I pretty much sculpt with ProCreate exclusively as my preferred material of choice. It handles much better for me than the traditional "greenstuff", although all of the methods I will be showing here are applicable to sculpting with greenstuff.

The ProCreate is mixed with only a tiny amount more of the white part than the hardener. This gives the final material a firmer cure. Throughout the process of blocking out the anatomy, these are the two tools I use the most. This is a #64 Scraper and a #0 firm chisel tipped clay shaper.

At times, like when sculpting anatomy or even drapery, I will add a tiny amount of Fimo to the mix of the putty. Usually it is only 10% or less. This does two important things. The first is, it reduces the "memory" of the putty and makes the material less elastic, so you can blend seams easily. Second, it extends the cure time by around an hour or so, giving you more time to finesse the sculpt before it cures.

Wedges are cut from the blob of mixed putty for the feet, calves and thighs. I usually work on large sections of a model at a time. If you are a beginning sculptor, you may only want to work on smaller sections, and thus smaller mixes of putty, at a time. For example, you may only want to mix up enough to work on just the feet and the lower leg and allow that to cure before moving on to another section.

I like to work on a sculpt from the feet up. So starting with the first wedge, I divide that to make equal amounts of putty for the feet.

All of the wedges are positioned on the armature simulating muscle groups they are to represent. It helps to know your subject and the internet is the best resource you have for reference material. It is always more convincing to work from something that the object actually looks like rather than what you may think it looks like.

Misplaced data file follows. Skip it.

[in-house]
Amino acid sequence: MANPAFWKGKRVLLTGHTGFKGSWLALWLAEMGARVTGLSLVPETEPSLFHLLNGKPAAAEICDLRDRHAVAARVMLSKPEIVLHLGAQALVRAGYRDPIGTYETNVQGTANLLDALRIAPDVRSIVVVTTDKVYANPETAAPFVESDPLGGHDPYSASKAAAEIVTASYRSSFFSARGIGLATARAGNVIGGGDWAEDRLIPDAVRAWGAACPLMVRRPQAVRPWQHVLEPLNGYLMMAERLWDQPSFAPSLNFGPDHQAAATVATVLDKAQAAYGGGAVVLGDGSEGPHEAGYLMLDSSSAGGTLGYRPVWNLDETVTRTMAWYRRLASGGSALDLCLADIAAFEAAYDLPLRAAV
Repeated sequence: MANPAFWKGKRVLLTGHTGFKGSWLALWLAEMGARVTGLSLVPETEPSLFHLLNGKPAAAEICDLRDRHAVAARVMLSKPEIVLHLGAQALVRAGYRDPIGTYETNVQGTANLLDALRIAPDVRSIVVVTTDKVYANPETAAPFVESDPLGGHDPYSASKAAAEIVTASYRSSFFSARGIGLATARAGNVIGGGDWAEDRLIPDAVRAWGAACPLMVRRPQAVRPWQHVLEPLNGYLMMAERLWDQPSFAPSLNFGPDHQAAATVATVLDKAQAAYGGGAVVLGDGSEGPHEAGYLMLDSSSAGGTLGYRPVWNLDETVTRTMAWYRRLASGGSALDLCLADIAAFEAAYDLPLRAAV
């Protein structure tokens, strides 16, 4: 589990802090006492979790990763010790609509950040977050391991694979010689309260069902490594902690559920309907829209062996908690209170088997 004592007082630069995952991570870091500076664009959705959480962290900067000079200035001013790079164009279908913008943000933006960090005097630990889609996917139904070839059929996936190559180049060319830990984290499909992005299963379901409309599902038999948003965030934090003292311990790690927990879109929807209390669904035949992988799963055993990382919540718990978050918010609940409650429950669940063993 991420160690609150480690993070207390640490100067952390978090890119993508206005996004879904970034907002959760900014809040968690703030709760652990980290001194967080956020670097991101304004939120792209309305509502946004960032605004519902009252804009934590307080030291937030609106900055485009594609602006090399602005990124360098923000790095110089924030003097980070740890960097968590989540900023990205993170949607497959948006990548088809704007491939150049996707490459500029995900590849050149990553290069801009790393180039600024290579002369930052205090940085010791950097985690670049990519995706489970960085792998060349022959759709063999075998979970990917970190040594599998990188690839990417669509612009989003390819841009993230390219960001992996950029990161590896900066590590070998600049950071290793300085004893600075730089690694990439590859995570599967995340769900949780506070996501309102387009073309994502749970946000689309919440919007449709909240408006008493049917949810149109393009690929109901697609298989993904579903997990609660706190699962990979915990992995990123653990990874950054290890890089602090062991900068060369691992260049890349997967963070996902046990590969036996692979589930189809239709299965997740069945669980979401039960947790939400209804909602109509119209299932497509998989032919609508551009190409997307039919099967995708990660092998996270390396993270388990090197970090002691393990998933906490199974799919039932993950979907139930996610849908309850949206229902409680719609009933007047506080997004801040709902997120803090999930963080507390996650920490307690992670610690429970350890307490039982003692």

The masses are formed around the armature and the seams are blended together using the clay shaper. You may find it easier to work with a different tool to do this and it is recommend you experiment to find what works best for you.

After the legs are generally blended I add more material for the hips and pelvis working further up the figure.

Sometime I have to move the arms out of the way to work. I this case I eventually broke both arms off the armature repositioning them. No worries as they can be puttied back on with no problem.

The mass for the glutes are added and also blended in.

Continuing on, I add a mass to the front of the torso.

Another mass is added to the back of the torso.

This is all blended and shaped to resemble a leather breastplate, so I left a little ridge along the waist.

The back is also smoothed out. Continue to turn your model around as you work on it and check the contours to make sure the shapes are all cohesive.

Once all of the surface is smoothed out, I begin on the boots by cutting the edge of the boot soles with the scraper tool. Here I am using the smooth edge of the Spoon Shaped Putty Knife to add folds and creases to the boots. You can also use a large needle tool or some other tool with a smooth rounded form.

After cutting the straps into the leather breastplate, this is as far as the first anatomy session will go. By this time the putty I have mixed is now very firm allowing for the seams, folds and other details to be cleanly worked into the areas where they are needed.

I have reattached the arm and this is now ready to go into the "putty oven". To read more about the various sculpting materials, their properties and cure times, see the section on Sculpting Putty.

You can discuss the process or ask questions in the Workbench Forums here.

For the next session see Sculpting Linna - Drapery

Wednesday, July 17, 2013

Sculpting Linna - Sword - Session 2

In Session 1 I created the blank for shaping the blade for Linna's sword. After the putty has cured, it is now shaped and detailed out.

I trim down the blade and roughly carve out the shape. In this case, Linna's blade is curved, so I try to cut sections of it to block it out.

Here I check the blade agains the figure again to make sure it is the right size.

Next, I clamp the wire for the blade in a pin vise and using a 180 grit sanding board, file the edges of the blade. Here is where I will refine the silhouette of the blade and shape all the curves to make sure they are even.

This is the basic shape to the blade I'm looking for.

I hold the sanding board at an angle to bevel a keen edge to the blade.

I check all angles of the blade to make sure they are symmetrical where necessary. If anything is out of balance, I sand a little more on it until it looks right. You have to be careful not to sand off too much material. If you do, you have to add more putty to the area, cure it, and reshape.